Welcome to my site, about all things violin and viola. Here you will find interesting tips and pointers, and thoughts about playing these beautiful instruments.

28 May 2024

Marbles in a Jar - practice technique

I remember many years ago reading a biography about a famous violin player who talked about this method for preparing solidly for performance. I remember the method so clearly, but have unfortunately forgotten the violinist to attribute this to. It requires a jar, and 10 marbles.

Choosing a particular section to work on (chunking) – he would focus on this part to play through. If he got the section completely correct, one marble would go in the jar. If he got the section completely correct again, another marble would go in the jar… then another. If he played the section and made even a small mistake, ALL the marbles would be taken out of the jar and he would start again from zero. The aim was to get 10 marbles in the jar.

A few very important things to keep in mind if trying this method:

1. Make sure the chunk you have chosen and speed you are playing at is one where you can manage to play perfectly without it being too difficult (or you will end up wanting to throw your violin out the window in frustration!). Set yourself up to work and concentrate hard, but succeed in the end!

2. I recommend starting out with 5 marbles in a jar.

3. You have to be very honest with yourself here… don’t let yourself get away with that mistake!

4. I love to use this method with my students… but with small chocolates instead of marbles. If they get to 5 chocolates in the jar, they get to choose which one they would like to have at the end. It’s amazing how a little extra motivation like this can focus the mind and make a previously unplayable section very carefully practised in!

14 May 2024

Snow Lion - Tibetan singing and dranyen with strings

 And now for more music inspiration I hope you will enjoy - mixing of chamber string orchestra with traditional Tibetan music.

Here is the wonderful Tibetan musician Tenzin Choegyal playing the dranyen and singing, with Camerata - Queensland's Chamber Orchestra.  The piece is called Snow Lion, and was arranged for the ensemble by cellist Katherine Philp.

This album Yeshi Dolma was a delight to get to work on, and I hope you enjoy Tenzin's incredible voice.

6 May 2024

How to practice perfectly

Only perfect practice makes perfect... this is a big deal.  What this means is that when practising, you only ever want to let yourself play anything as you would like to perform it.  That way you are only ever programming in to your brain and body, the perfect result you want to get out.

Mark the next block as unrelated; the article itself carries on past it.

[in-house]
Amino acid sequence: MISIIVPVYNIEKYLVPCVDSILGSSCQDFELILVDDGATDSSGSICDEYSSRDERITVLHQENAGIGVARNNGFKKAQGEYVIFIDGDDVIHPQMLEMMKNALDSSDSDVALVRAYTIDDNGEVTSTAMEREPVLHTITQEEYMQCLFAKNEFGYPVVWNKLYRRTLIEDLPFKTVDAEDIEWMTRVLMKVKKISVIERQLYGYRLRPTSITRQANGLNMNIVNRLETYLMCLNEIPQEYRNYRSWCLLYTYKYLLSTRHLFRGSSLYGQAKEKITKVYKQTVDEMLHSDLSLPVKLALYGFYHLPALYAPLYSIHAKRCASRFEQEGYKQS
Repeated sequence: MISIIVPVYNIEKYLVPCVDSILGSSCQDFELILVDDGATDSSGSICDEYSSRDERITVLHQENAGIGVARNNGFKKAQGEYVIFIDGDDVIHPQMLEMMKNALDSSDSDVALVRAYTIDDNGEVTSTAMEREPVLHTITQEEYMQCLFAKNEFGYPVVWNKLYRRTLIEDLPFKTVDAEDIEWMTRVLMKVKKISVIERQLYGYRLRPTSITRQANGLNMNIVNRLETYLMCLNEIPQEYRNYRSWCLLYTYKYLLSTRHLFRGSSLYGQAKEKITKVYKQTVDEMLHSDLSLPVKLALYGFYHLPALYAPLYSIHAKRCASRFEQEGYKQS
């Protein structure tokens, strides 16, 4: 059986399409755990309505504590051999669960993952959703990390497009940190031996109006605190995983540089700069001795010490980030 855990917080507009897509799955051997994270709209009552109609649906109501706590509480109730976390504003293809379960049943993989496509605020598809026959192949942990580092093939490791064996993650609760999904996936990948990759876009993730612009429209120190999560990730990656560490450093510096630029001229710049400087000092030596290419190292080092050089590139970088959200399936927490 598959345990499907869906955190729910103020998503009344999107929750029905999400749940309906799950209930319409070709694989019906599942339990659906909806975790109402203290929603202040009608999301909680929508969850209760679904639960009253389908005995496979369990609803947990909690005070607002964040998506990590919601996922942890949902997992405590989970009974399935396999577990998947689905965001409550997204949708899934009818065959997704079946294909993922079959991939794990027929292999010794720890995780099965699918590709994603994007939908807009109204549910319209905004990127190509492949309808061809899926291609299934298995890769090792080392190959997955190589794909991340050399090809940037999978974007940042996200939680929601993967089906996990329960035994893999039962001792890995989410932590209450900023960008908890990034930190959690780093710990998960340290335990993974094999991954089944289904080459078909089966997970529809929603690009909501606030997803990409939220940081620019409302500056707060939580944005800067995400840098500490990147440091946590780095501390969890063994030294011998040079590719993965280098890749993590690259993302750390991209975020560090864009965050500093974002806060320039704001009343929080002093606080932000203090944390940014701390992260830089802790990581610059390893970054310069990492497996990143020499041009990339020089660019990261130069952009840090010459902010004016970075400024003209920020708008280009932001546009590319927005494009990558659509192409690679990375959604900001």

But how can you practice something perfectly when you can't play it yet?!  Working out this puzzle is the key to practice!

Of course an important part of this puzzle is to first choose your music carefully - enough of a challenge to stretch you, but not so hard that you cannot technically master it.  Beyond this, I have two favourite practice techniques in my toolbox that I always recommend:

1.  Chunking - isolating out one small section to work on, perhaps so small it is only a couple of notes.

2.  Practice slowly (and I mean really slowly... seriously, much more slowly than you are probably thinking right now!).

If you make a problem section small enough, and slow enough, you should be able to master it with all the physical co-ordination requirements clearly ordered.  Then it is just a matter of a few perfect repetitions of this section to 'programme it in'.  Repeat this over a few days and you should see clear progression.

You can then use a method such as 'marbles in a jar' (explained in a later post) to effectively and perfectly practice this section, particularly if you want to be extra secure for performance.

When I was a student, I had a sticky note on my music stand clearly prominent with the words - Practice makes PERMANENT!  It was a very helpful reminder to me during those years, and I think an important thing to always keep in mind whenever you pick up your instrument (or do anything in life).

1 May 2024

Practice makes perfect

Practice makes perfect - such a common saying particularly in the world of learning music.  Sadly this saying is only half true.